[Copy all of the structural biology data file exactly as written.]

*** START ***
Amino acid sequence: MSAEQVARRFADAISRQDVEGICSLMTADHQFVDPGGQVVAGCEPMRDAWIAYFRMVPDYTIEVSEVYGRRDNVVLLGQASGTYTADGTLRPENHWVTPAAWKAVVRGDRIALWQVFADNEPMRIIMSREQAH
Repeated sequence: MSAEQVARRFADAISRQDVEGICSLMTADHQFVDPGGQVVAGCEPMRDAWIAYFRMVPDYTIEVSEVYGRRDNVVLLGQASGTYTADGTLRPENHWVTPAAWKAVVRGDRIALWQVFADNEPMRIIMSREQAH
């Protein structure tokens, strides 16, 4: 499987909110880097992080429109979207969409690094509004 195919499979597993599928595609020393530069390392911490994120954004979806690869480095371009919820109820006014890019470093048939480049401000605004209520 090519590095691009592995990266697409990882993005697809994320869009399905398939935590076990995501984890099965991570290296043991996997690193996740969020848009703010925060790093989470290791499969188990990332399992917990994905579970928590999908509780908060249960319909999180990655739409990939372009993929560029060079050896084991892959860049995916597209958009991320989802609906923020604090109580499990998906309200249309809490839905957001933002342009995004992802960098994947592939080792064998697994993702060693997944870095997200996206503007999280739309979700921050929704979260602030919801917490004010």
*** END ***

Amino acid sequence: MSAEQVARRFADAISRQDVEGICSLMTADHQFVDPGGQVVAGCEPMRDAWIAYFRMVPDYTIEVSEVYGRRDNVVLLGQASGTYTADGTLRPENHWVTPAAWKAVVRGDRIALWQVFADNEPMRIIMSREQAH
Repeated sequence: MSAEQVARRFADAISRQDVEGICSLMTADHQFVDPGGQVVAGCEPMRDAWIAYFRMVPDYTIEVSEVYGRRDNVVLLGQASGTYTADGTLRPENHWVTPAAWKAVVRGDRIALWQVFADNEPMRIIMSREQAH
């Protein structure tokens, strides 16, 4: 499987909110880097992080429109979207969409690094509004 195919499979597993599928595609020393530069390392911490994120954004979806690869480095371009919820109820006014890019470093048939480049401000605004209520 090519590095691009592995990266697409990882993005697809994320869009399905398939935590076990995501984890099965991570290296043991996997690193996740969020848009703010925060790093989470290791499969188990990332399992917990994905579970928590999908509780908060249960319909999180990655739409990939372009993929560029060079050896084991892959860049995916597209958009991320989802609906923020604090109580499990998906309200249309809490839905957001933002342009995004992802960098994947592939080792064998697994993702060693997944870095997200996206503007999280739309979700921050929704979260602030919801917490004010």